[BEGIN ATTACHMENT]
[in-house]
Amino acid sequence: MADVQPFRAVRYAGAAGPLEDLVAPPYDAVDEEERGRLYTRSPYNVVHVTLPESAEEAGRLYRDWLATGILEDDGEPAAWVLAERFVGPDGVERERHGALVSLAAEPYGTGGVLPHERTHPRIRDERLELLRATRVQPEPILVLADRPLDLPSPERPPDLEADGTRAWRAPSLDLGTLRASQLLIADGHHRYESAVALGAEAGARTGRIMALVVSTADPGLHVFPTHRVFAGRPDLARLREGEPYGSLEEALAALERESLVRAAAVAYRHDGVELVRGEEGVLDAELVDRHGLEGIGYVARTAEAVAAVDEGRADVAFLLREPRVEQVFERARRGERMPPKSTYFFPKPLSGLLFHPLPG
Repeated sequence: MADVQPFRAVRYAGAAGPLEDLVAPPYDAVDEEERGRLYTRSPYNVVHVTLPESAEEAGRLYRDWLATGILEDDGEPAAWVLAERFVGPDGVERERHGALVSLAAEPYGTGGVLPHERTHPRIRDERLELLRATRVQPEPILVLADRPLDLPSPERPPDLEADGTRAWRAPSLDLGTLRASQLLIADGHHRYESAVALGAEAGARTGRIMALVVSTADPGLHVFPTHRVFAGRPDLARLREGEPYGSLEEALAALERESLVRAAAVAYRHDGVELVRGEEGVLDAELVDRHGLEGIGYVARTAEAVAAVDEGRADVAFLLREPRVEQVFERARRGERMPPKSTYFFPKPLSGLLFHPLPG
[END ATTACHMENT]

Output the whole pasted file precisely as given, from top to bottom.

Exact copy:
[in-house]
Amino acid sequence: MADVQPFRAVRYAGAAGPLEDLVAPPYDAVDEEERGRLYTRSPYNVVHVTLPESAEEAGRLYRDWLATGILEDDGEPAAWVLAERFVGPDGVERERHGALVSLAAEPYGTGGVLPHERTHPRIRDERLELLRATRVQPEPILVLADRPLDLPSPERPPDLEADGTRAWRAPSLDLGTLRASQLLIADGHHRYESAVALGAEAGARTGRIMALVVSTADPGLHVFPTHRVFAGRPDLARLREGEPYGSLEEALAALERESLVRAAAVAYRHDGVELVRGEEGVLDAELVDRHGLEGIGYVARTAEAVAAVDEGRADVAFLLREPRVEQVFERARRGERMPPKSTYFFPKPLSGLLFHPLPG
Repeated sequence: MADVQPFRAVRYAGAAGPLEDLVAPPYDAVDEEERGRLYTRSPYNVVHVTLPESAEEAGRLYRDWLATGILEDDGEPAAWVLAERFVGPDGVERERHGALVSLAAEPYGTGGVLPHERTHPRIRDERLELLRATRVQPEPILVLADRPLDLPSPERPPDLEADGTRAWRAPSLDLGTLRASQLLIADGHHRYESAVALGAEAGARTGRIMALVVSTADPGLHVFPTHRVFAGRPDLARLREGEPYGSLEEALAALERESLVRAAAVAYRHDGVELVRGEEGVLDAELVDRHGLEGIGYVARTAEAVAAVDEGRADVAFLLREPRVEQVFERARRGERMPPKSTYFFPKPLSGLLFHPLPG